“National Unity Day”: Antifascists Beaten by Fascists, Then Arrested by Police

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The St. Petersburg Times
Issue #1524 (86), Friday, November 6, 2009
Antifascists Beaten, Then Arrested
By Sergey Chernov
Staff Writer

Four antifascist activists were detained by the police after being beaten by nationalists at a “Russian March” rally in St. Petersburg on People’s Unity Day, a recently introduced public holiday, on Wednesday. They were charged with disorderly conduct and forced to spend the night at a nearby police precinct before being taken to court and released at 2 p.m. on Thursday.

Six activists had unfurled a banner reading “Trash nationalism” and chanted an anti-fascist slogan at a nationalist rally at the remote Polyustrovsky Park in the city’s north when they were attacked by the nationalists.

A Rosbalt video shows the antifascist protest being disrupted by a young man wearing a camouflage jacket, who ran at the protesters, kicking and punching an activist. More nationalist marchers joined the beating immediately, before the police had time to stop it. The whole antifascist protest only lasted about one minute.

_05.11.2009_195848“There were many of them; about five jumped on me alone,” Katya, an activist who asked for her last name to be withheld, said by phone Thursday. She described herself as “a member of the antifascist movement.”

“They surrounded us, and the first one jumped on and kicked our comrade, causing him to fall down, and the rest followed suit.”

The police, who soon intervened, detained four antifascist activists and one attacker. The detainees were brought to Police Precinct 66, where they were charged with disorderly conduct.

“We were accused of using profane language,” Katya said.

“I don’t know which of the words we used was the most profane — we were chanting “The fascists kill people, and the authorities cover it up” — perhaps ‘authorities’ [was the most profane word.]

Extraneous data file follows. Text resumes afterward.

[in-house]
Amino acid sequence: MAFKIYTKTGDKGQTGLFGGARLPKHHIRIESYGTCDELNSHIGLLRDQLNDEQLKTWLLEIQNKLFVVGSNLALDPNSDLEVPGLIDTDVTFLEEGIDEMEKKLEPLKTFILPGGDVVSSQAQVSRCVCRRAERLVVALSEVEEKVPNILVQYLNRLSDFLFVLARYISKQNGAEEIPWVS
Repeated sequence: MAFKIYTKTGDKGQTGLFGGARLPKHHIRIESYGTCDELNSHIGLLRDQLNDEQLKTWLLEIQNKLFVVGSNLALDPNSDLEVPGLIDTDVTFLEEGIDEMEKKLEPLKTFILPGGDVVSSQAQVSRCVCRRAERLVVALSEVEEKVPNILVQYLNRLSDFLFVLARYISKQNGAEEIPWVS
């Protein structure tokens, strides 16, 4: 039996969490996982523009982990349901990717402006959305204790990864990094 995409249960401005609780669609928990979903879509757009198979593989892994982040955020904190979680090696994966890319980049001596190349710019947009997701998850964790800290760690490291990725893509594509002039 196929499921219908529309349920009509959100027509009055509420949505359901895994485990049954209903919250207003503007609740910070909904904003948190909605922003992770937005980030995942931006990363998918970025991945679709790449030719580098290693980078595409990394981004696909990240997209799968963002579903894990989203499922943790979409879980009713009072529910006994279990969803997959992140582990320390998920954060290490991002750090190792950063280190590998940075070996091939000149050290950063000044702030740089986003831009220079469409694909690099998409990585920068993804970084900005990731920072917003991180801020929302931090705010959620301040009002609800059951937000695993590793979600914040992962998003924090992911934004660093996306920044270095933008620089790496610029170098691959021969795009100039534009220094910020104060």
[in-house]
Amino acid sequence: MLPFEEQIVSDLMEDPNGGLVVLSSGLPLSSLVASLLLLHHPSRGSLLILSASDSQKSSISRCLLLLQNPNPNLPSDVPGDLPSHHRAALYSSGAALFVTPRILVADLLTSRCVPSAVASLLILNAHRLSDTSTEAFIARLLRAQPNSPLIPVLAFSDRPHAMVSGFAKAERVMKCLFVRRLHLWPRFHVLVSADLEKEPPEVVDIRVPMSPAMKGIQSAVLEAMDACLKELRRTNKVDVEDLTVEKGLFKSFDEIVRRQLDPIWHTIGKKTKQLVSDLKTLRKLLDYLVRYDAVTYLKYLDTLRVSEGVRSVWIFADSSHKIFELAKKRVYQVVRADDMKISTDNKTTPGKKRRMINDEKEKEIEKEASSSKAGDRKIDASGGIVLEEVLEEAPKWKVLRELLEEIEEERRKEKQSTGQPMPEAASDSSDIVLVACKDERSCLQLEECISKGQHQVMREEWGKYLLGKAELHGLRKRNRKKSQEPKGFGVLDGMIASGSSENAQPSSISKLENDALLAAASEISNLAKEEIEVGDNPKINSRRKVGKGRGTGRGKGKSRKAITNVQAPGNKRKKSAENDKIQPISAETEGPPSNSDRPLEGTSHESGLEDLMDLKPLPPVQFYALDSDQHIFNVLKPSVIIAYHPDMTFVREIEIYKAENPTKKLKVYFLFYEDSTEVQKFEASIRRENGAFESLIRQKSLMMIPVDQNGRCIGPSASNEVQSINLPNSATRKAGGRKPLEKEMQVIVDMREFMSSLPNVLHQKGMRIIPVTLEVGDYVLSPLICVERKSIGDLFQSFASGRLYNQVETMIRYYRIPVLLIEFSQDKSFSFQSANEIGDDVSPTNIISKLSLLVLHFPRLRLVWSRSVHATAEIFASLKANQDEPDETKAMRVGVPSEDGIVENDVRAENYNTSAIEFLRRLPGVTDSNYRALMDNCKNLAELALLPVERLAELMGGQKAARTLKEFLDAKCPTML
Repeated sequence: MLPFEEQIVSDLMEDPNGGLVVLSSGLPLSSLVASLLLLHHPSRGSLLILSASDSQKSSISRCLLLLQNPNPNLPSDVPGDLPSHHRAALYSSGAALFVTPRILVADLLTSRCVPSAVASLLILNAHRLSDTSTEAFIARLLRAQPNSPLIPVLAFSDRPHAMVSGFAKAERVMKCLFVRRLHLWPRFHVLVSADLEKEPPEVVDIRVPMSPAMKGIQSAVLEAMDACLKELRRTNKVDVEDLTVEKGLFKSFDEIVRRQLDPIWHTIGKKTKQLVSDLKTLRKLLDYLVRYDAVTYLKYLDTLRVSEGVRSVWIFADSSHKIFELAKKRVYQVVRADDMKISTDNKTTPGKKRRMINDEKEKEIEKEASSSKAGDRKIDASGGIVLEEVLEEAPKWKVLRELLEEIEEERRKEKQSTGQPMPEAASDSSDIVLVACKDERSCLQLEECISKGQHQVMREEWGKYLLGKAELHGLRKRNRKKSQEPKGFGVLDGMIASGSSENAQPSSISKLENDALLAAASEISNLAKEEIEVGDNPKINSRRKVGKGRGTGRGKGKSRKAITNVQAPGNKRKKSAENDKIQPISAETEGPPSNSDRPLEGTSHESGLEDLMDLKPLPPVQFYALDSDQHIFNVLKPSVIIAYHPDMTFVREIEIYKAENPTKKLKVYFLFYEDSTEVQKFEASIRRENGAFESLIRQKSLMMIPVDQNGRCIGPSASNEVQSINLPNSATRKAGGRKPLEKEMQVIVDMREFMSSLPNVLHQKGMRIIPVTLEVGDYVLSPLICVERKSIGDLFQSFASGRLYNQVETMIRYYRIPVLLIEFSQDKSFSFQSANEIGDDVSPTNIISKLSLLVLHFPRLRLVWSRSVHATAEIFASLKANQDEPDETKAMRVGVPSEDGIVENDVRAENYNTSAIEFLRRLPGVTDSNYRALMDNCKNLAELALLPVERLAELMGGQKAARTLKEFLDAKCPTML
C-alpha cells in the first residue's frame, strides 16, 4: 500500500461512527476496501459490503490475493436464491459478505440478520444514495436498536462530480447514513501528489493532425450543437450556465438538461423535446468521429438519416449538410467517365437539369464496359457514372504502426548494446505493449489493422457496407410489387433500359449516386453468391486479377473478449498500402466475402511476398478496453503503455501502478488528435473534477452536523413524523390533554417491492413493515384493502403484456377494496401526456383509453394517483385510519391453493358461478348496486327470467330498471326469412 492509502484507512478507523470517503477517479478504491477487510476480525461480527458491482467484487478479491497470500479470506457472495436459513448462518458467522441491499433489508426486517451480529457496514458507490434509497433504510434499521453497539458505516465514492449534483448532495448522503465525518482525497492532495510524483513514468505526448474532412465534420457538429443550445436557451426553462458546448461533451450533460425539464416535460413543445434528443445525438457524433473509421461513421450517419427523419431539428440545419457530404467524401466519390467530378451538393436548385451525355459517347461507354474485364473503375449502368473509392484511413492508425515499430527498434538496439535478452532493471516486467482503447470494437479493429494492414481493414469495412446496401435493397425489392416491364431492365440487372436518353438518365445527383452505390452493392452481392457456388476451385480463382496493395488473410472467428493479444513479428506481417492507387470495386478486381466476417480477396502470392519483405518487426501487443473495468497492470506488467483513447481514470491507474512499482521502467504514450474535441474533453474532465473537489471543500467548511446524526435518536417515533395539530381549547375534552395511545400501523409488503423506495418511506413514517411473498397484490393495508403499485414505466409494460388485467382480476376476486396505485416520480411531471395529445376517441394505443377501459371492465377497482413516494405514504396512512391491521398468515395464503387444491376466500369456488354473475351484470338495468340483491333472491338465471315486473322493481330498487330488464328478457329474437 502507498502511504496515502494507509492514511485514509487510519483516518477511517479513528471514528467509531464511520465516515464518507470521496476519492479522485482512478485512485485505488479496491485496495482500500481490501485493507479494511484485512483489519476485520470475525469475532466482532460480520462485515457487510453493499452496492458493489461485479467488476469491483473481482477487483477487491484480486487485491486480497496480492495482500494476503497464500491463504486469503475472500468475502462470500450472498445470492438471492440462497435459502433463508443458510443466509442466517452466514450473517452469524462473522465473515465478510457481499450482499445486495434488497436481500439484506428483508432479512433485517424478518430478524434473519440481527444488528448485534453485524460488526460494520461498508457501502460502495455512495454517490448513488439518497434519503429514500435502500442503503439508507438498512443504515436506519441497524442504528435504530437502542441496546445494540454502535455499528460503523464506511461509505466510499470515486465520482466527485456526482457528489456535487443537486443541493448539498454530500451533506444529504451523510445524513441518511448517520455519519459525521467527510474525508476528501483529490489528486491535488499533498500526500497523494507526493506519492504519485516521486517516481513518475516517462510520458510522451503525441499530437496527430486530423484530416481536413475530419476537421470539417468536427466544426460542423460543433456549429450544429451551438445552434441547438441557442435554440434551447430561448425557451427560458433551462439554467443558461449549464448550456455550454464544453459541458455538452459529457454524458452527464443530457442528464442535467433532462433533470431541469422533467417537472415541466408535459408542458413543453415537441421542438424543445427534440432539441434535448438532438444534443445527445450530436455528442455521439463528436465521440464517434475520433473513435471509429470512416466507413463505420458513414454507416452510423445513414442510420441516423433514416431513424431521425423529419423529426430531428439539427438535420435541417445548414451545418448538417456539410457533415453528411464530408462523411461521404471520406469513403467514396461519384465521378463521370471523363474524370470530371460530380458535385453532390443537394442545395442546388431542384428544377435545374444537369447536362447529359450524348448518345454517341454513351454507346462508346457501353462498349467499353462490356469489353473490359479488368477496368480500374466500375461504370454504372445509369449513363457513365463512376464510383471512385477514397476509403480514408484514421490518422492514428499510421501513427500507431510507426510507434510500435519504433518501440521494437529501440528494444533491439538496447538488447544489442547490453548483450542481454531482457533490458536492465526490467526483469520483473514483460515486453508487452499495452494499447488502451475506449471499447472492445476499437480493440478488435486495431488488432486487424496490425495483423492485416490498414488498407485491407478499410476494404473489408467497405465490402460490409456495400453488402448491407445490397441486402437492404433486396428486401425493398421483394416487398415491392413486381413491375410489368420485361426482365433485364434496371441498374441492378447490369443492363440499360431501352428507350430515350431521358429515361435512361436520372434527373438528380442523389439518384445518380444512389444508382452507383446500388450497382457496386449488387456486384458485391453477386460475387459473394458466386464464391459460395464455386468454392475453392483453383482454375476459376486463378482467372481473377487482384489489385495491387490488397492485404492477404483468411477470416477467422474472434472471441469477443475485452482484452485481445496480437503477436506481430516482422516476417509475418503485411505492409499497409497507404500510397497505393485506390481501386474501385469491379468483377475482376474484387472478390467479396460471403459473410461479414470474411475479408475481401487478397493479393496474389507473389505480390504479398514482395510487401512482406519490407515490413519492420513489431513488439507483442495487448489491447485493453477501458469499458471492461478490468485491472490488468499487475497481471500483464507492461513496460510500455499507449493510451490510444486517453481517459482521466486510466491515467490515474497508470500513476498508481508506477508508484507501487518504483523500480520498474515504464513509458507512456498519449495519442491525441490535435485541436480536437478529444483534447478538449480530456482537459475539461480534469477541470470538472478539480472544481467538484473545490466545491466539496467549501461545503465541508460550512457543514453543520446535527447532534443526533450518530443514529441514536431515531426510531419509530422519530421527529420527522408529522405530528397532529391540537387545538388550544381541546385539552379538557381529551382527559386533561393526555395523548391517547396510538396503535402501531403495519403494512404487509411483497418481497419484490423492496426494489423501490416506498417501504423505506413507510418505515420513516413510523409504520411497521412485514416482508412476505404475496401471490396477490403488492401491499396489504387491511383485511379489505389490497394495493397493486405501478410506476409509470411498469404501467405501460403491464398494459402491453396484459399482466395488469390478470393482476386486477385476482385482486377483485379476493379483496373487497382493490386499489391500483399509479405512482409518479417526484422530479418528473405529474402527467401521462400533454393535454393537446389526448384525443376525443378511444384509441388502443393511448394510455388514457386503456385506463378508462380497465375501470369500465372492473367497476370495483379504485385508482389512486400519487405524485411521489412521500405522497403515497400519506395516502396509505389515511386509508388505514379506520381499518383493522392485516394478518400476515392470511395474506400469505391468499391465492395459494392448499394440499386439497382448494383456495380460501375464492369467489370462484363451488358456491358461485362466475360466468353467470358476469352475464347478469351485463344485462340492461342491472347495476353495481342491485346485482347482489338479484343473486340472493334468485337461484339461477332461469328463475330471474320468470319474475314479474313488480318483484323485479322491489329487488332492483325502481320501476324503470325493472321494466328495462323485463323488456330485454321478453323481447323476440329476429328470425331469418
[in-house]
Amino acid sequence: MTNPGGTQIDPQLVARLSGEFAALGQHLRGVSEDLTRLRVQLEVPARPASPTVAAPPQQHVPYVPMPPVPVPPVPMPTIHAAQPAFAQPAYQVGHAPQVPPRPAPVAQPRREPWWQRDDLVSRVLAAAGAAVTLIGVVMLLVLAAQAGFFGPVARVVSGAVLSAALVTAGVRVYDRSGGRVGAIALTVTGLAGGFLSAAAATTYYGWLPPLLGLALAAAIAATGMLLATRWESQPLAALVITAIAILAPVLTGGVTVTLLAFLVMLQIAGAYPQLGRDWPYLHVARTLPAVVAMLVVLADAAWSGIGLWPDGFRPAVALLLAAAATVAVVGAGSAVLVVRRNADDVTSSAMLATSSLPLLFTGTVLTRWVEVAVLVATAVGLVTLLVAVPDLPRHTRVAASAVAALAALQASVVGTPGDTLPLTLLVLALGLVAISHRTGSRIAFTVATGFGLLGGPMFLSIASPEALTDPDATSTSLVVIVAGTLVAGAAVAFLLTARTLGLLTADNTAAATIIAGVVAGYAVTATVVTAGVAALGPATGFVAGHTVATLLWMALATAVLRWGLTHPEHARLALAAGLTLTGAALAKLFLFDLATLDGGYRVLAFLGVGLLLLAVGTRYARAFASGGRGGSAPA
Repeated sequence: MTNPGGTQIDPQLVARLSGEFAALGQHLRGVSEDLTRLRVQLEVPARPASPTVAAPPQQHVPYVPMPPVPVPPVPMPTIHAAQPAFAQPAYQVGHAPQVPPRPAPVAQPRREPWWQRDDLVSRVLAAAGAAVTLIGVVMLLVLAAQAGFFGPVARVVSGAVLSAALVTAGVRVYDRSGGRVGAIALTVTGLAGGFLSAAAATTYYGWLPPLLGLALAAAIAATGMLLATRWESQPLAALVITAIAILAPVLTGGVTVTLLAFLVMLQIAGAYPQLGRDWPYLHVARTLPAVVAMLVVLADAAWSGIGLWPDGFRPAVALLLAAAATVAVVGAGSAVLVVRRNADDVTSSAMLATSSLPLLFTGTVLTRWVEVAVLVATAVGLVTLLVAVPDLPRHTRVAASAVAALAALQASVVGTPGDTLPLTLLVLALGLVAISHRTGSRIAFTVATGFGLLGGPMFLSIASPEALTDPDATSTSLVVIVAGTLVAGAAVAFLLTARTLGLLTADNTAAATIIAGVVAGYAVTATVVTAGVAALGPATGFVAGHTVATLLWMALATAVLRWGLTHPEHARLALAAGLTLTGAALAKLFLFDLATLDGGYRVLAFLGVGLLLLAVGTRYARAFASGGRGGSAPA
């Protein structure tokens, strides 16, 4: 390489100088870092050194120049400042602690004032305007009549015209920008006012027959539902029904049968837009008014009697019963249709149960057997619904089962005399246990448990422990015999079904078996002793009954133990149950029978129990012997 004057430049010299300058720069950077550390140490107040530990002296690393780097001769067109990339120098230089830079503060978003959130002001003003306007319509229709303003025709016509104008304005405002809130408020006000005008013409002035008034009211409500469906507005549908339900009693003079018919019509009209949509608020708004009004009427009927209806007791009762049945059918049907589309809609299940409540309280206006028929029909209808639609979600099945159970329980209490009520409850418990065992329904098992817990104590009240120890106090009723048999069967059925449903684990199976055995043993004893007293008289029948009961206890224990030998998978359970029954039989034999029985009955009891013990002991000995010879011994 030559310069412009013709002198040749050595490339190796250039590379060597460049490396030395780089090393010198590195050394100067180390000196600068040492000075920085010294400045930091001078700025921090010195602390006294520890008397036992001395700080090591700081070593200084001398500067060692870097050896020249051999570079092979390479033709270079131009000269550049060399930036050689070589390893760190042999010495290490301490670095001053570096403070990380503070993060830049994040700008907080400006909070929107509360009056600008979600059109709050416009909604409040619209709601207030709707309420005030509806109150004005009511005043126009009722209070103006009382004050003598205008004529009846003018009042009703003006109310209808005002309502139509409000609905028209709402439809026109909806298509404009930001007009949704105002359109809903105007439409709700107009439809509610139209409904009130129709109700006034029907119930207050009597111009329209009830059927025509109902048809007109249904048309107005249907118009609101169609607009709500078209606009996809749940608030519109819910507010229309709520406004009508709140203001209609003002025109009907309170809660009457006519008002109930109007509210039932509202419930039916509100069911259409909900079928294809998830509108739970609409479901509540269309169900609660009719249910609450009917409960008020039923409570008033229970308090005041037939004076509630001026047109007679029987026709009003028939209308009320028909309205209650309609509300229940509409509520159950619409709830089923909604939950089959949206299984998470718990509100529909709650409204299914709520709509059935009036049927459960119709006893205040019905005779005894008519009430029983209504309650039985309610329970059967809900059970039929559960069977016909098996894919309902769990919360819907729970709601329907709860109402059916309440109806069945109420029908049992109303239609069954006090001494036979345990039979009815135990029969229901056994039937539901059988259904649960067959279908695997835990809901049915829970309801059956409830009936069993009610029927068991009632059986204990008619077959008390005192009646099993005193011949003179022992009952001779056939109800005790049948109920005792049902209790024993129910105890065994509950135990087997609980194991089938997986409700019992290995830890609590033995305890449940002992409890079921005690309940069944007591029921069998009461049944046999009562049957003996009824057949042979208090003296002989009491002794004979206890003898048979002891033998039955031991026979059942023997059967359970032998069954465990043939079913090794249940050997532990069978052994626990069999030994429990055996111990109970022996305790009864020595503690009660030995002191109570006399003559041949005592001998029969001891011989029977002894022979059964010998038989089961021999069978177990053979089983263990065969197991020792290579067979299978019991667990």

“But you could say that the slogan we were chanting came true, because the fascists jumped on us, and the authorities arrested us — even though we were standing there peacefully without going for anybody. We simply came and expressed our opinion about the gathering.”

On their way to court on Thursday, the detainees were taken to the Interior Ministry department to have their fingerprints taken. They refused because the procedure cannot by law be insisted upon for minor offences, according to Katya.



“They took offence, but didn’t beat us,” she said.

At the activists’ request, the judge transferred their cases to their respective local courts. The offense they were charged with is typically punished with a 500 to 1,000 ruble ($17 to $34) fine. However, offenders can alternatively be sentenced to up to 15 days in custody.

Organized by the Slavic Union, the “Russian March” drew around 250 activists from different nationalist groups, including extreme ones. Formed in 1999, the Slavic Union (Slavyansky Soyuz) describes itself as “national-socialist,” frequently abbreviates its name to “SS” and uses a swastika-like symbol as its emblem.

The People’s Unity Day holiday was introduced in 2005 as a replacement for the Great October Socialist Revolution Day (the Day of Accord and Reconciliation since 1996), formerly celebrated on Nov. 7. The new holiday marks a 1612 victory over the Poles.

From its inception, the holiday has been used by nationalists for holding “Russian Marches,” nationalist rallies held in a number of Russian cities. In St. Petersburg on Wednesday, the nationalists, unhindered by the police, chanted “Russia Is for Russians” and openly racist slogans.

Meanwhile, on the other side of town, United Russia officials and their “supporters” were also hollering Slava Rossii! (“Glory to Russia!”), just like the fascists who beat up our comrades. Go figure. (Watch the video here.)

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Filed under anti-racism, anti-fascism, film and video, racism, nationalism, fascism, Russian society

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